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Cognitive Engineering for Complex Decision-Making and Problem-Solving in Acute Care



Cognitive systems engineering methods can be used to design Emergency Department information systems.


MedStar Health National Center for Human Factors in Healthcare


Health information systems are rapidly being implemented in a variety of healthcare contexts, including Emergency Departments (EDs). These systems offer promising solutions to challenges related to cost, efficiency, patient safety, and medical errors. 

New technologies are often designed with only a limited understanding of the nature of cognition, tasks, and workflow in the setting in which they will be used. Without a careful understanding of how new technologies will be used in practice, unanticipated or undesirable consequences can arise. From increased workload to “workarounds,” patient and provider safety can be compromised if systems and tasks are bypassed, abandoned, or interrupted. 

To address these deficits, MedStar Health National Center for Human Factors in Healthcare and MedStar Emergency Physicians recognized an opportunity to leverage their partnershipone of the few existing collaborations between human factors scientists, informaticians, and clinicians. They partnered with the University at Buffalo’s Department of Industrial Engineering to use cognitive systems engineering (CSE) methods to design and test prototype ED information systems. Together, they worked to understand how new technologies will be used in practice, the cognitive work technologies support, and how technologies’ design can be optimized for this support. While there have been applications of cognitive engineering to medical environments, none have provided a comprehensive understanding of the nature of cognitive clinical work and activities across an acute care environment. The research supported by this partnership has continued to grow and has received R01 grant funding for the past five years (R01HS022542; Fairbanks/Hettinger).


Our goal is to provide a fundamental and comprehensive picture of the difficult sensemaking, decision-making, and planning/replanning tasks in the ED, along with the individual and team expertise required to meet those challenges. 

The research uses the ED as a "field laboratory" for two reasons. First, the ED is home to some of the most challenging conditions for cognitive work—high risk, time pressure, and uncertainty—and therefore provides a strong opportunity to generalize findings to other complex healthcare environments. Second, the ED can clearly benefit from the decision aids, visualizations, and other supportive technologies that can result from cognitive engineering analyses.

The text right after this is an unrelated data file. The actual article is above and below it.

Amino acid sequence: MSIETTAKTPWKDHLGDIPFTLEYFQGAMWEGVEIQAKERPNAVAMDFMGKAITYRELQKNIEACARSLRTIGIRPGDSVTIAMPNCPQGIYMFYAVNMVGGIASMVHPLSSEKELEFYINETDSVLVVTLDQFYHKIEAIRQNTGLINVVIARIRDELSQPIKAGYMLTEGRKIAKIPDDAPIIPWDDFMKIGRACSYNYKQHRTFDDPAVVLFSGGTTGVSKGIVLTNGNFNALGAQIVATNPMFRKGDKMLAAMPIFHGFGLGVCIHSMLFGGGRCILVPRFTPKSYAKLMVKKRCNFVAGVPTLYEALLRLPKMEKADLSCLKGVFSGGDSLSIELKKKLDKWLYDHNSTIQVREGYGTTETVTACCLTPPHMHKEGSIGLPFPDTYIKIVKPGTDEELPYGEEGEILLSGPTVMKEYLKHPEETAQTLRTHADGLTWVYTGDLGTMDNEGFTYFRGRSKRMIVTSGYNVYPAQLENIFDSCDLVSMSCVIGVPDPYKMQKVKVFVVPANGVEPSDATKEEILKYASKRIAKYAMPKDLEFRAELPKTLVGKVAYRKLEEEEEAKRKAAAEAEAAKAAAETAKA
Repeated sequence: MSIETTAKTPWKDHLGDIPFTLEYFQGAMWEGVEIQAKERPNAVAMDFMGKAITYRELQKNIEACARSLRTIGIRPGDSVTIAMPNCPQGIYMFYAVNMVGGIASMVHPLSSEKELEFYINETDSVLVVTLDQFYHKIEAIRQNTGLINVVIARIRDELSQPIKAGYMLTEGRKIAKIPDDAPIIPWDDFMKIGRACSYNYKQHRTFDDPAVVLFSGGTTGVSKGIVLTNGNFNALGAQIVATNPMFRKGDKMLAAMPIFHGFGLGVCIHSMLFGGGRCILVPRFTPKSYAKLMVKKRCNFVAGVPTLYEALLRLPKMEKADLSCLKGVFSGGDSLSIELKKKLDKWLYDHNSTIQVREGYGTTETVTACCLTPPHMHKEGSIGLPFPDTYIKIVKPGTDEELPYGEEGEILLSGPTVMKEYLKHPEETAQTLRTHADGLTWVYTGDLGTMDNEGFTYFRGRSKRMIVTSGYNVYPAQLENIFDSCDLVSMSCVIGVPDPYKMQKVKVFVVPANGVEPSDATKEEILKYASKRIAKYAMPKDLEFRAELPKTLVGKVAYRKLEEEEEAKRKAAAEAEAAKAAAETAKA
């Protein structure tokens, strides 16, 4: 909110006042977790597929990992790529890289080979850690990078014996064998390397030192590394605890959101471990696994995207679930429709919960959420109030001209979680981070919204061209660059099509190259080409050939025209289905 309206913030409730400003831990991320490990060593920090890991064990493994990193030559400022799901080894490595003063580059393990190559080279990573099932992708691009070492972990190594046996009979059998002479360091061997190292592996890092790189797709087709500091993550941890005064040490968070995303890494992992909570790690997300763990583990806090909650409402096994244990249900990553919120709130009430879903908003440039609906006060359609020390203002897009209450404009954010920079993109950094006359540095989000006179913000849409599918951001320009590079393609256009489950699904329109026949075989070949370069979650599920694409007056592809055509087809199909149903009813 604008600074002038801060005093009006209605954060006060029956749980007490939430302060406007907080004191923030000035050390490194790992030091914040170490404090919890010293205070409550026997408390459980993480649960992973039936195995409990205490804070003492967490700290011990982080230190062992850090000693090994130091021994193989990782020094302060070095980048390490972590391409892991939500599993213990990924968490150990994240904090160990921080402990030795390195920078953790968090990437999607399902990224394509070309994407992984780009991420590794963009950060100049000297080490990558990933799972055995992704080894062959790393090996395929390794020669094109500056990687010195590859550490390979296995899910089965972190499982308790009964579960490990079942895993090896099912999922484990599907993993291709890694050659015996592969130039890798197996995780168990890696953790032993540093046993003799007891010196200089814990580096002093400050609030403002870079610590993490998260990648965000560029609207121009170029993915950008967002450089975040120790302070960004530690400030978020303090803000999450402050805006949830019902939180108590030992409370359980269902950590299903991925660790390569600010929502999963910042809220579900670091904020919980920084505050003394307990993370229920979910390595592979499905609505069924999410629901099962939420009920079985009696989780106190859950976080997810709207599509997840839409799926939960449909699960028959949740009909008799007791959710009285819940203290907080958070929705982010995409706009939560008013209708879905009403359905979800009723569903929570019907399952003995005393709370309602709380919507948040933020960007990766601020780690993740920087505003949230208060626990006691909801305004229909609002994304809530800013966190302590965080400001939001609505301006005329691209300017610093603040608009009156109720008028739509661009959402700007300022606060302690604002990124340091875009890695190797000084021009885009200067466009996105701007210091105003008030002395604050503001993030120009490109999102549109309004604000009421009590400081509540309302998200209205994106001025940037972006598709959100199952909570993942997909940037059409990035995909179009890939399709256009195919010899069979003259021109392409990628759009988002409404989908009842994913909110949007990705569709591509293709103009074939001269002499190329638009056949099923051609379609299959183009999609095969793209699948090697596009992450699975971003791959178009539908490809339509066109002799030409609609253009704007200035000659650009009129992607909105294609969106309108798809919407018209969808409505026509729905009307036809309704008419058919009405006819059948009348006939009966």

Additionally, the research will develop and evaluate exemplar solutions for a targeted set of needs that will be identified through the cognitive engineering analysis, thus providing a methodological example and "proof-of-concept" for translating cognitive engineering analyses into designs.


To date, three main prototypes have been iteratively developed and evaluated leveraging usability methods.

Workload Display: Embedded in the electronic health record (EHR), this tool visually quantifies the individual work associated with given patients while monitoring the distribution of work across clinicians in real-time. Key display features include patients represented by a bar with a length relative to the workload of the given patient and color-coded by their current phase of care, as well as the ability for staff to assess workload at a glance and decide which provider has the capacity to take on more patients. The algorithm is continually refined for improved accuracy.
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Patient-Centered Display: Issues have arisen from the transition from manual to electronic patient status boards. The patient information display, which includes distinct sections of information, was developed to improve information accessibility for nurses and physicians. Feedback from the usability evaluation will be shared with existing EHR vendors to incorporate into future designs.
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Clinical Event Timeliner: This tool, also embedded in the EHR, can be used in real-time and aggregates all of a patient’s clinical events (labs, imaging, medications, and documentation) into a timeline-based view in order to improve the post-encounter event review process. Users of this tool can identify relationships between data elements based on the time of order and time of result. It is currently being used by MedStar safety and clinical personnel to perform chart reviews and day-to-day clinical tasks.
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Key Publications:

Additional Publications and Presentations:

Please note: Images on this page contain fictitious patient data or are otherwise altered for confidentiality.

The overview above reflects work completed while the MedStar Health National Center for Human Factors in Healthcare was part of the MedStar Institute for Innovation. In July 2020, the Human Factors Center transitioned to its new organizational home, MedStar Health Research Institute, and still remains a key collaborator of MI2. Visit the Human Factors Center website for the latest information on its work.